The article goes on to recommend active partnering, which essentially reads as a more holistic relationship with a line-manager and an engaged awareness of both professional and personal goals, which is unlikely to happen anywhere beyond the most enlightened organisations and institutions. But what about the creative freelancer, who essentially serves as their own manager (and everything else)? Particularly those creatives who don’t have a great deal of experience of working within professional structures, enough to understand the importance of mentoring, peer mentoring, regular professional reviews and all the other valuable meta-practices that keep the business of getting the real work done healthy AND productive?

Who do you have in place to look after your best interests when you’re too busy to do so?

Jan 29

Lessons Learned

  • Depend on imagery more than narrative. Even if the epiphany isn’t startling, the image you choose to offer up for it might well be.

  • Re-interrogate the epiphany. Perhaps it fobbed you off with stale information, told you want you wanted to hear. Tie it down in the chair and torture it hard until it gives you the truth you may not have even known you were looking for.

Jan 28

Hypothesise, practise, validate, shikumika (systematise) – via…



Hypothesise, practise, validate, shikumika (systematise) - via Hiroshi Nikitani

Jan 27

“Thoreau thought that humans had become “tools of their tools,” that they had become…”

“Thoreau thought that humans had become “tools of their tools,” that they had become subordinate to the technologies that they increasingly used in their lives. But part of what I write about is that humans are always the tools of their tools, always affected by, shaped by, and working in entanglement with their devices. There has never been a human for which this wasn’t true. There is no such thing as a natural human without technological supports. Without the technologies of fire and tools and shelter none of us would last very long, and the larger the band of humans, the more tools we need in order to drag a subsistence out of the land for our needy bodies.”

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Doing, thinking, experiencing - the magic of Theatre Book | REACT

Mmm. Hayler’s project, itself a response to Mcguire and Maguire’s Theatre Book, has all the promise of a rather tasty series of essays on innovation in storytelling, digital literature and making. I happened to chance upon it while toying with the idea of an essay/presentation/workshop/syllabus on tools that complement the making of connections between seemingly disparate or incongruent ideas— defined by some as a foundational component of creative thinking. It’s a thread of thought that’s been inspired by Evernote’s context feature (I’ve been raving about this for ages now) that shows notes related to the one you’re viewing based on relationships determined by an algorithm. Also, by some of the more involved ‘related posts’ plugins that can be installed in Wordpress. Also, by some of the apps that represent your notes/data in visual form— Mohiomap and Bubble browser to name a couple.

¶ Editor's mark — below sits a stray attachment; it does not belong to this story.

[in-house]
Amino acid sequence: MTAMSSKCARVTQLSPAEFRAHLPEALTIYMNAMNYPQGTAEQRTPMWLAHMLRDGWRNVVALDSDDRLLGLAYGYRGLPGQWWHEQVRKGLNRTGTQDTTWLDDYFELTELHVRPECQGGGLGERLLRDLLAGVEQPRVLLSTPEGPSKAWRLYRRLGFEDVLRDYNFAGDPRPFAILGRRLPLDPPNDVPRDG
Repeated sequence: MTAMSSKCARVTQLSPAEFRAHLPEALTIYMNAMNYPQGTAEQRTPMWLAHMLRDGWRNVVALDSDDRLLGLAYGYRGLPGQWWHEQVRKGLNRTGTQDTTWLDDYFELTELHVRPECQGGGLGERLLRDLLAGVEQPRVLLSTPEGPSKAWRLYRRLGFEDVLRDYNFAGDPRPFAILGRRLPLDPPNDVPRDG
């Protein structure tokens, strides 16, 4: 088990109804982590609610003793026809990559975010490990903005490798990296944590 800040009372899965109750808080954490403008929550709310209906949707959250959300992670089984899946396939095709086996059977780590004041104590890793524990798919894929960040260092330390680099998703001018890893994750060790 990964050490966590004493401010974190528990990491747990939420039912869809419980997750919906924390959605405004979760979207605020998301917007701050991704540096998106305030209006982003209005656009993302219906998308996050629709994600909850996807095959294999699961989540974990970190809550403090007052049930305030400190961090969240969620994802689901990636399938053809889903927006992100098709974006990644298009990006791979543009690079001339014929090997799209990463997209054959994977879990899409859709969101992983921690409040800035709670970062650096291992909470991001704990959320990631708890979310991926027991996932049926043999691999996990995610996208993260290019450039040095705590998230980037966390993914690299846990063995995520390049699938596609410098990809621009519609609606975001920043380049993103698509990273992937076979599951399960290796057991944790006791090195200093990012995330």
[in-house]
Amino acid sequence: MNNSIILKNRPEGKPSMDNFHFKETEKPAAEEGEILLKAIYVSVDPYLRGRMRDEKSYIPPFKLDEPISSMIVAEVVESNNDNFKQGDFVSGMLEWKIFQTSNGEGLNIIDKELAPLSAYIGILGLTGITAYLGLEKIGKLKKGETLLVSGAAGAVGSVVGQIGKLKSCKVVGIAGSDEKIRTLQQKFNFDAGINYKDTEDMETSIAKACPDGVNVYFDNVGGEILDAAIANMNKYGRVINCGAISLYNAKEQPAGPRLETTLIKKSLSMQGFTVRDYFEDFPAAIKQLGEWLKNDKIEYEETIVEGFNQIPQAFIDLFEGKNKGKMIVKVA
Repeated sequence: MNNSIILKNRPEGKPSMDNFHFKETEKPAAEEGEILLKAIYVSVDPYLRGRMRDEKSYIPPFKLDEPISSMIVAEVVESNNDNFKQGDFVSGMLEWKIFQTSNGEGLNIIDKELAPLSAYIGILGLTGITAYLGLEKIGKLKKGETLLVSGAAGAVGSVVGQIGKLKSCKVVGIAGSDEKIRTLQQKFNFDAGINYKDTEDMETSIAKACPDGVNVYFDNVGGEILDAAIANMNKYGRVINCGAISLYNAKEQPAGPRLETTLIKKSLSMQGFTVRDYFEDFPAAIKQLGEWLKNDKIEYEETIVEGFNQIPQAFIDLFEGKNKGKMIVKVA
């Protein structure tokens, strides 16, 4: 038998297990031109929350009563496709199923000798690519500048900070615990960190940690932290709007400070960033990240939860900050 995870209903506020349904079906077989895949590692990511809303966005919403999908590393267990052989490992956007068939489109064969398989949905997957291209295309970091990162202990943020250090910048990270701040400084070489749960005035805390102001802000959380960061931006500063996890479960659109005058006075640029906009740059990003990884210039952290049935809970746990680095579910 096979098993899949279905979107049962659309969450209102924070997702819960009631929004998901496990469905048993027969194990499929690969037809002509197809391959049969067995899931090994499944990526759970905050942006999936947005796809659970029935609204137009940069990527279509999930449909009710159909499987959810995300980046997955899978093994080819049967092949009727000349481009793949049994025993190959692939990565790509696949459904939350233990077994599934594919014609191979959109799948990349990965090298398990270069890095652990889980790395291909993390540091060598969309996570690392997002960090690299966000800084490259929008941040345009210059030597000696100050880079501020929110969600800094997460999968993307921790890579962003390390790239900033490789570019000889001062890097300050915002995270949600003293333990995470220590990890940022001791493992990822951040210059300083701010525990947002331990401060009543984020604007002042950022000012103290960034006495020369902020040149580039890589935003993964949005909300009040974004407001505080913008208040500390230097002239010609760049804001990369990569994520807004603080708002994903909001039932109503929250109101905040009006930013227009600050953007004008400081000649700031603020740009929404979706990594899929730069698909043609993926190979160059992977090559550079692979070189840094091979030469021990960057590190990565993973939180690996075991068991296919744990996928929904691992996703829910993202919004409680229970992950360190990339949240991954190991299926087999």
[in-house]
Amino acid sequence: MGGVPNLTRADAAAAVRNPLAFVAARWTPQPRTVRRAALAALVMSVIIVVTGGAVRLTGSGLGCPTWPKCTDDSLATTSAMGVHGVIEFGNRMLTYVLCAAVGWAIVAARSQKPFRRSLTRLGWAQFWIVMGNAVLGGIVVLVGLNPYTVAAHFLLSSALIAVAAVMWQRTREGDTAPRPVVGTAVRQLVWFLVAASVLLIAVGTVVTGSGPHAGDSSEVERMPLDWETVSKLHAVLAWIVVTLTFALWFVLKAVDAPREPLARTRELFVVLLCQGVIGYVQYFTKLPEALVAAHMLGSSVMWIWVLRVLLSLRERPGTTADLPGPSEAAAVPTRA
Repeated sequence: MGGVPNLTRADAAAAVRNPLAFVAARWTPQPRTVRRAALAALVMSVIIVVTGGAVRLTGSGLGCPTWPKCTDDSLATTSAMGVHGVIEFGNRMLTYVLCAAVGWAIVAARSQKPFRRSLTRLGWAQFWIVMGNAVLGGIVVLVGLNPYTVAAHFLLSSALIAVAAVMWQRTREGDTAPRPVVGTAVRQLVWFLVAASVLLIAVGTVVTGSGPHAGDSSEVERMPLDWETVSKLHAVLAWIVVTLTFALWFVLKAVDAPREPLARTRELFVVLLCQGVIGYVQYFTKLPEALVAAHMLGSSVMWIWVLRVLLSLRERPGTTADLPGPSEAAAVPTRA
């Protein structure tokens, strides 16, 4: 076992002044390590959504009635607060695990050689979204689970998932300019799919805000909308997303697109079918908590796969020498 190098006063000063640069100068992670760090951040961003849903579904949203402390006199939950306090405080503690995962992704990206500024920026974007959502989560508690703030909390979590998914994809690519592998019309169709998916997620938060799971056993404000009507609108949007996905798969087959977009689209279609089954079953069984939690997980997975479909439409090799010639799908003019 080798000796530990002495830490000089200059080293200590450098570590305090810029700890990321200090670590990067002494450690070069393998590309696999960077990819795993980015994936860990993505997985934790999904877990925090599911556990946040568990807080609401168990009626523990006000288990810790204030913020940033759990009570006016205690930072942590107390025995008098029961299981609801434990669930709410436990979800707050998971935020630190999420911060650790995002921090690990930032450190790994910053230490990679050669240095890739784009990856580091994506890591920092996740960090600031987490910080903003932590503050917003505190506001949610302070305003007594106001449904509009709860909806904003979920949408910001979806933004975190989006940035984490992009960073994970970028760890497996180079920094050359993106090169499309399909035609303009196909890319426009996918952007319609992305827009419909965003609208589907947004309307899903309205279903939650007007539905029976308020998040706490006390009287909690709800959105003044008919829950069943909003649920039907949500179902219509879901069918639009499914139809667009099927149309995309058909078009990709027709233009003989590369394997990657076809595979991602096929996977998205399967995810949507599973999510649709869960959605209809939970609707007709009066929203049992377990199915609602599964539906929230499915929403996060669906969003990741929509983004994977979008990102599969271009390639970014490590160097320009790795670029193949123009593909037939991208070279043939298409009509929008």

I’ve written before about the kind of resistance I sometimes experience from writers I work with when it comes to technology. And I understand, I really do. But, as I’m reminded by the reference to Thoreau, these are all just tools. Some of us use paper and pens. Some of us use tablets and styli. Some of us use algorithms. At the end of it all, yes— practice/process is of interest, and can impact the work, but what matters is what’s made…

Jan 25

“Are you paralyzed with fear? That’s a good sign. Fear is good. Like self-doubt, fear is an…”

“Are you paralyzed with fear? That’s a good sign. Fear is good. Like self-doubt, fear is an indicator. Fear tells us what we have to do. Remember our rule of thumb: The more scared we are of a work or calling, the more sure we can be that we have to do it. Resistance is experienced as fear; the degree of fear equates the strength of Resistance. Therefore, the more fear we feel about a specific enterprise, the more certain we can be that that enterprise is important to us and to the growth of our soul.”

- –Steven Pressfield, The War of Art 6 Famous Artists Talk About What It’s Like to Overcome Fear and Create Beauty | James Clear
Jan 24

Hanbury Street, London



Hanbury Street, London

Jan 23

More teaching notes for poet-educators from last night’s…



More teaching notes for poet-educators from last night’s session…

Jan 21

“Kaplan’s law is similar to a common proverb you have likely heard before: “If all you have is a…”

“Kaplan’s law is similar to a common proverb you have likely heard before: “If all you have is a hammer, everything looks like a nail.” If you only have one framework for thinking about the world, then you’ll try to fit every problem you face into that framework. When your set of mental models is limited, so is your potential for finding a solution. Interestingly, this problem can become more pronounced as your expertise in a particular area grows. If you’re quite smart and talented in one area, you have a tendency to believe that your skill set is the answer to most problems you face. The more you master a single mental model, the more likely it becomes that this mental model will be your downfall because you’ll start applying it indiscriminately to every problem. Smart people can easily develop a confirmation bias that leaves them stumped in difficult situations.”

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Mental Models: How Intelligent People Solve Unsolvable Problems | James Clear

THIS. All kinds of resonance with thoughts on how photographic practise feeds my writing, how writing feeds my photography (which, admittedly, I haven’t practised with any rigour for a while now, but…), how coding can feed my thinking on writing and vice versa, and how everything can become a lesson that may be applied in a different context. Yes.

Jan 21

thetextissilence: Philippe Lacoue-Labarthe, La poésie comme…



thetextissilence:

Philippe Lacoue-Labarthe, La poésie comme expérience.

Without words, the remaining punctuation exposes a skeleton, a frame of thought, almost like a scaffold; containers of thought, all rhythm and breath. Thought percussion, perhaps? An exposition of the underlying phrasing of the idea?

A useful exercise for poetics, perhaps?

Hmmmm.

Jan 19